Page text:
Power is a thing that is easily abused. Often, even good rulers can be corrupted by their power. They start out as good people, but too much power turns them bad. Brutus fears that his friend Caesar will abuse his power if he becomes emperor of Rome. In the play The Tragedy of Julius Caesar by William Shakespeare, Brutus starts out wanting what is best for Rome, but in the end, he starts a civil war that tears Rome apart.
In the beginning of the play, Brutus is a very honorable Roman. For example, Brutus himself says, “Let the gods speed me, as I love/The name of honor more than I fear death” (I, ii, 88-89). Brutus would rather die than be dishonorable. Brutus believes doing the right thing is the only thing that really matters. Even Cassius knows Brutus to be honorable, for he says, “I know that virtue to be in you, Brutus/As well as I do know your outward favor” (I, ii, 90-91). Cassius knows Brutus well and he knows exactly what Brutus stands for. To flatter Brutus, Cassius knows that Brutus wants to be honorable, and he can use it to his advantage. Thus Brutus is known in Rome for being honorable.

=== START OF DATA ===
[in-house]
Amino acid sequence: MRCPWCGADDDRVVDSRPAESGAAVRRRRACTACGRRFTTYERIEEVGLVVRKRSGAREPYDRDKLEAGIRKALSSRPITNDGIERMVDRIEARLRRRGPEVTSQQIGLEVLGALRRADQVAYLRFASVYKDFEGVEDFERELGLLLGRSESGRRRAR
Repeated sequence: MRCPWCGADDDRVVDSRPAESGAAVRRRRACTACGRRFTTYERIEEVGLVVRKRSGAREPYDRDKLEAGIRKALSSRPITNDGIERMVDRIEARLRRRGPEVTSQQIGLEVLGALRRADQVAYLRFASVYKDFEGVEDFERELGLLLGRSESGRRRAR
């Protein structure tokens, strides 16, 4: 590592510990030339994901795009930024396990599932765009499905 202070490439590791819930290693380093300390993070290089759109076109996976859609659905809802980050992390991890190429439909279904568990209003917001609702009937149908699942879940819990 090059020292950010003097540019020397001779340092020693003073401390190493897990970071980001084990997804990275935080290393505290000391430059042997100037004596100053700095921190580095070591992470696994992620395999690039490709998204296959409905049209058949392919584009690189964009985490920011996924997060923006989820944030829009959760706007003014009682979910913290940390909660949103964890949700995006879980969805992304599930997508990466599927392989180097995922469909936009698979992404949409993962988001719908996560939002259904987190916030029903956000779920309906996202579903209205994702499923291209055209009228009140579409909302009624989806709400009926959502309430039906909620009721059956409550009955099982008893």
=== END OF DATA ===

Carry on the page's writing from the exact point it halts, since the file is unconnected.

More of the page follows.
However, after Brutus is sucked into the conspiracy, he starts doing what is not the best for Rome. Antony points this out when he says, “You all did see that on the feast of Lupercal/I thrice presented him with a kingly crown/which he did thrice refuse. Was this ambition?/Yet Brutus says he was ambitious/And Brutus is an honorable man.” (III, ii, 96-100). Antony mocks Brutus and calls to attention that Brutus is not honorable. He reminds the crowd that Brutus has done the wrong thing for Rome, because he has made false accusations against Caesar. Also, a messenger warns that, “The enemy comes on in gallant show/Their bloody sign of battle is hung out” (V,i, 13-14). Brutus has summoned an entire army to fight on the side of the conspirators. It has become a Roman civil war instead of just killing the leader. Thus, Br